An upside

The 49ers have fizzled; pork jowls at Halu can help

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le.chicken.farmer@gmail.com

CHEAP EATS I've been saving something for you. Something special. For a time just like this.

The 49ers have fizzled in the drizzle, and the spring season of dyke football is a long way off. Not to mention spring training. Not to mention Spring.

Sportswise we are left with the Warriors. And speaking of lose-lose situations, there's the murky mess that our sheriff is in. Oh, and the Republican candidates for prez, whose collective aim is so untrue (also speaking of the Warriors) that even those of us who try and stay out of it are covered in mud and shit.

Is everyone sick and suicidal, or just sick?

Well, my dears, I have something for you, and it isn't duck soup. It's better. It's butter corn ramen at Halu, which is my new favorite restaurant by 10 miles. Or at least thirty blocks.

Unfortunately, we aren't the only ones who know about it. Halu isn't open for lunch and doesn't accept reservations for dinner. It's a hole in the wall. So, unless you get there at five, expect a line.

And expect that line to be worth waiting in. (I rarely say that.)

About a year ago or so I started hearing about this place from all sides. Alice Shaw the Person gave me its business card. Which I lost. But I still recall her rhapsodic description of skewered scallops wrapped in bacon. We were getting ready to play soccer. "One of the best things I ever ate," she said. "The scallops ..." Her eyes fluttered and started to roll back under their lids, until I thought she might lose consciousness. Which would have sucked because we'd have had to forfeit.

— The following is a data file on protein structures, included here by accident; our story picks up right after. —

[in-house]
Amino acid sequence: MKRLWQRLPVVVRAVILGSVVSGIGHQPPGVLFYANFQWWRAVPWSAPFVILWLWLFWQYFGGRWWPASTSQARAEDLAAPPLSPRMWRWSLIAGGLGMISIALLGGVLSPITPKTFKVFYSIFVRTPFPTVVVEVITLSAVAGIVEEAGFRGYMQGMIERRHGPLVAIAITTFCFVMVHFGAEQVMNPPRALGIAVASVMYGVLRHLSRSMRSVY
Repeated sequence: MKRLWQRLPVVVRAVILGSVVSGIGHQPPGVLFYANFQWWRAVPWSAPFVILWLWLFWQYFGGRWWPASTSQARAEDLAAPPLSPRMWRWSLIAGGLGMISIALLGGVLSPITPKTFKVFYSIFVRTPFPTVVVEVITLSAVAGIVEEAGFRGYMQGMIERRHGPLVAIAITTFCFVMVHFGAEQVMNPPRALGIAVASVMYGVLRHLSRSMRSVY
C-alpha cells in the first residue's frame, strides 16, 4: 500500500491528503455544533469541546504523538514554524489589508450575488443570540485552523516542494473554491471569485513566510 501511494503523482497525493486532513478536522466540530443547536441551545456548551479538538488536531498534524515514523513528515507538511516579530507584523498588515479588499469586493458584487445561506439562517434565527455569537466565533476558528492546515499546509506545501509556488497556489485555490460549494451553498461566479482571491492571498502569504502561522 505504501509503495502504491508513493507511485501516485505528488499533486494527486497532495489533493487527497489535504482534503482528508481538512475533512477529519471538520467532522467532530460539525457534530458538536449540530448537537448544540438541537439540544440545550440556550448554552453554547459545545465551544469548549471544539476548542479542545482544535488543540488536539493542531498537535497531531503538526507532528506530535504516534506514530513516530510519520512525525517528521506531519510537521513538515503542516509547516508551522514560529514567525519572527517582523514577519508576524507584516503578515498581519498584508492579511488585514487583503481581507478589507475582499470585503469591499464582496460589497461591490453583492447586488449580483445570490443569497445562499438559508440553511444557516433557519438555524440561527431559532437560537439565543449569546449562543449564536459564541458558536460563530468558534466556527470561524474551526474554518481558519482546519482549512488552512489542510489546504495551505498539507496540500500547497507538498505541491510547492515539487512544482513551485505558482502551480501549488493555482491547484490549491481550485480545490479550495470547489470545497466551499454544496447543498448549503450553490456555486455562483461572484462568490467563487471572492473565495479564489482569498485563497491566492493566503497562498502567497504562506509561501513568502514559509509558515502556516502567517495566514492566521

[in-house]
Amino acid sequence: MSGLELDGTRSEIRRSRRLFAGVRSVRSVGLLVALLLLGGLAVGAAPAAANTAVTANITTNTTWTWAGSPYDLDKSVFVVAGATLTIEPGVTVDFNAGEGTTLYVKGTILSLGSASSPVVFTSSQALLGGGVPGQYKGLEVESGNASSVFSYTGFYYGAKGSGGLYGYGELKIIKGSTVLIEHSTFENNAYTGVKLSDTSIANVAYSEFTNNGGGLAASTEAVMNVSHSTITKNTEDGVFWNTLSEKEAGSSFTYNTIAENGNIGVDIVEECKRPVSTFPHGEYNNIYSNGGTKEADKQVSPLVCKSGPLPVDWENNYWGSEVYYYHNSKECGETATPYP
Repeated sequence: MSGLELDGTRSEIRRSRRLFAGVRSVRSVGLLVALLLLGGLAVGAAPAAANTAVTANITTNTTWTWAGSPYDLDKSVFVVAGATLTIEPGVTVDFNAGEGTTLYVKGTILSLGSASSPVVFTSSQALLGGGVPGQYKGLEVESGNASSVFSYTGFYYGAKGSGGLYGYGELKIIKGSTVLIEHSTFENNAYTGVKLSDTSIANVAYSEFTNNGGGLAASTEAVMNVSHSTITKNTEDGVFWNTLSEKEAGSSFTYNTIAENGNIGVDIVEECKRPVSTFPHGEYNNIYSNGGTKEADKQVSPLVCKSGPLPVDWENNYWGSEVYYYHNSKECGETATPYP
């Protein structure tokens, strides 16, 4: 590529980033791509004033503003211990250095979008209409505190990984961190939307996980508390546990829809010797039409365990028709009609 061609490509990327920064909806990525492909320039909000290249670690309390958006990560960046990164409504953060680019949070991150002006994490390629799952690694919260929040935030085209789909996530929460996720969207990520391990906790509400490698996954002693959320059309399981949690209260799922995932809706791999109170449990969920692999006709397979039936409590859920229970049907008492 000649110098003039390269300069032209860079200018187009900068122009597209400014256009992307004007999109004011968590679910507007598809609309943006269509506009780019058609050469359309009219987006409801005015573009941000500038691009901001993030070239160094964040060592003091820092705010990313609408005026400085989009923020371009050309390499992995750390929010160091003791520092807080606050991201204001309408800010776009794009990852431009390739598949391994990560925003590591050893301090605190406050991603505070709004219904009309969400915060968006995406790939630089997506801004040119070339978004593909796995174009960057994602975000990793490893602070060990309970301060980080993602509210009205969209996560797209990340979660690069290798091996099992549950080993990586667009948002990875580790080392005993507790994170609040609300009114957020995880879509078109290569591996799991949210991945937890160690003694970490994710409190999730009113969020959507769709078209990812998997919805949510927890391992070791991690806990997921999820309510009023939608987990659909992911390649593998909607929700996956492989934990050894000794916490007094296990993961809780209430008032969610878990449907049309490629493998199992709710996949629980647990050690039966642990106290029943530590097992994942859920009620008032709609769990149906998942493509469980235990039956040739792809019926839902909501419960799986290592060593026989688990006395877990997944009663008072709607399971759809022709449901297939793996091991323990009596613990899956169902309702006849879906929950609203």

Then Papa, my butcher, started in on it. "Pork jowls," she kept saying. At football practice. In the huddle. Every time I saw her: "Pork jowls."

When people say pork jowls, I listen. They only need to say it once. After three or four times, I start to dream cheeky things. So, long before I ever ate there, Halu was on my mind and under my skin.

I tried to go once with a big group, but at least one of us was too hungry to stomach the wait, so we wound up at the Burmese place around the corner on Clement.

Then, finally, last summer while Hedgehog and me were house sitting in the Richmond one week, we walked over right at five and sat right down and ordered all the wrong things. Lava ramen, which was the best and second-spiciest bowl of ramen I had ever had, but it wasn't spicy butter corn ramen. Or, as they inexplicably call it, spicy corn butter ramen. Which, I would have to wait three more months to learn, is even better.

Amazingly tender roast pork, crisp kernels of fresh corn, and pats of butter melting into it as they bring the bowl to your table. The noodles taste homemade, and the broth has an insane amount of flavor to it.

I must not have looked at the menu the first time I was there, or I would have become a Halu addict sooner. But the lava ramen was on the wall, with a lot of other yummy sounding dishes, and all the Beatles posters and '60s stuff — including a cool old bass and an even cooler acoustic guitar.

The yakitori menu is on the wall too, and every time I get my butter corn butter ramen butter fix, I sample one or two of these, on the side. So far I've had mochi bacon, which was divine, and of course the pork jowls, which were even diviner. Chicken livers. Good. The boneless short ribs were a little dry.

Oddly, since it was what sold me on the place in the first place, I have yet to try the bacon-wrapped scallops. (Sorry, Alice Shaw the Person.) Other didn't-get-yets include asparagus bacon, enoki bacon, and eringi bacon, because in my opinion two of those things are mushrooms. But I do love asparagus.

One time we had karaage (fried chicken), by way of an appetizer. It was nothing special.

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